Carpools gain popularity for Spring Festival trips
Updated: 2016-01-22 08:39
By PENG YINING(China Daily)
Safety precautions need to be taken as cold front sweeps the country, official says
A man uses taxi-hailing app on his smartphone on a road in Guangzhou city, South China's Guangdong province, April 9, 2015. [Photo/IC]
Carpooling services are becoming popular in China for people going home during the annual Spring Festival travel rush.
More than 7,000 results were found for "Spring Festival" and "carpool" on 58.com, China's equivalent of Craigslist, where people are offering or looking for spare seats to get home instead of taking overcrowded public transportation.
Jiang Dan, a 30-year-old furniture designer in Beijing, offered two seats in his sport utility vehicle for a trip to his hometown Xi'an, Shaanxi province. On a classified advertising website, he was charging 300 yuan ($46) for each seat, while the cheapest ticket for a five-hour train trip from Beijing to Xi'an was more than 500 yuan.
"It is not about making money. Six hundred yuan is just enough to cover the gas," he said. "I am going home anyway, and it is less boring driving 10 hours with passengers."
He said safety is the major concern. Last year, he required passengers to show their identity cards before he carpooled home and kept in touch with his family in Xi'an during the trip.
The Ministry of Transport expects about 2.91 billion trips to be made during the upcoming peak travel period around the Lunar New Year, which falls on Feb 8.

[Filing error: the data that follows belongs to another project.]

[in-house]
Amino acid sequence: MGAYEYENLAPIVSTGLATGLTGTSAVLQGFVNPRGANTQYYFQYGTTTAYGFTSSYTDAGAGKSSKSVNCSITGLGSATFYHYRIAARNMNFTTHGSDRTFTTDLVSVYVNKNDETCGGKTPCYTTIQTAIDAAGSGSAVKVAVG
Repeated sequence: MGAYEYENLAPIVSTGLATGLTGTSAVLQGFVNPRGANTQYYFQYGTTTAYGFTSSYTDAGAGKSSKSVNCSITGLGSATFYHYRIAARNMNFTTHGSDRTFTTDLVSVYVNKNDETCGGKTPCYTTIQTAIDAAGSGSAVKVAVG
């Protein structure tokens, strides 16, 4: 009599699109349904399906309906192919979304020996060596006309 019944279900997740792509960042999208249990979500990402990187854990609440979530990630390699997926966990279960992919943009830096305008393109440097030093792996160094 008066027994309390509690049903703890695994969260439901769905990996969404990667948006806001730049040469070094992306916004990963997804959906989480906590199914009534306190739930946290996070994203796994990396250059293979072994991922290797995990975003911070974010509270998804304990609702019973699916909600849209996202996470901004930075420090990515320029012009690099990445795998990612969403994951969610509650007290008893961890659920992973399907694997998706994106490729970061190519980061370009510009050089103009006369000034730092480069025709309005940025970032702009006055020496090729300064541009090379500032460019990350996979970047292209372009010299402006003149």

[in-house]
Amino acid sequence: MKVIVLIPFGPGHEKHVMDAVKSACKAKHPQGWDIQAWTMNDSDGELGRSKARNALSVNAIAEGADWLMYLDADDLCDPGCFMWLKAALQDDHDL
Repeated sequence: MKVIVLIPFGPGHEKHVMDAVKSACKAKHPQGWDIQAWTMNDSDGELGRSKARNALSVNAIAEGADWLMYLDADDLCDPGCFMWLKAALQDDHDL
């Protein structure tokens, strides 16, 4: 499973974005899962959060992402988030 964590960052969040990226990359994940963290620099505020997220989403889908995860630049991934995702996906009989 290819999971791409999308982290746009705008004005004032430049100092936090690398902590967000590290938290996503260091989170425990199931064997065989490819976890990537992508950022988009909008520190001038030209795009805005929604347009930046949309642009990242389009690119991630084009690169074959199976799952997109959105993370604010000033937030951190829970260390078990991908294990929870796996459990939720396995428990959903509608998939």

That is up 3.6 percent year-on-year and is a record for the period.
More than 85 percent of trips are made via road, with 11 percent via the train system, according to the ministry. The average traveling distance is 410 kilometers, with about 75 percent of trips shorter than 500 km.
In November, ride-hailing app Didi launched a long-distance carpooling service that enables users to book seats 30 days in advance.
According to a report released on Wednesday by Didi, the company's carpooling service reduces the number of car trips every day in Chinese cities by more than 1 million.
"We encourage not-for-profit carpooling services during the holiday travel rush," said Wang Shuiping, a senior official at the Ministry of Transport. "Safe driving should always be a priority. Drivers and passengers should both make their rights and responsibilities clear and avoid conflict."
Wang said more safety precautions need to be taken during this year's travel rush as extreme cold weather is sweeping most areas of the country. The ministry has called a meeting on Tuesday to deal with the cold wave.
"To protect people on their way home, we have launched several initiatives, such as having extra equipment and people to remove the ice and snow on highways," he said.
- A glimpse of Spring Rush: little migrant birds on the way home
- Policy puts focus on genuine artistic students
- Police unravel market where babies are bought, sold as commodities
- More older pregnant women expected
- Netizen backlash 'ugly' Spring Festival Gala mascot
- China builds Mongolian language corpus
- 2 Chinese nationals killed, 1 injured in suspected bomb attack in Laos
- New York, Washington clean up after fatal blizzard
- 'Plane wreckage' found in Thailand fuels talk of missing Malaysian jet
- Washington shuts down govt, NY rebounds after blizzard
- 7 policemen, 3 civilians killed in Egypt's Giza blast
- Former US Marine held in Iran arrives home after swap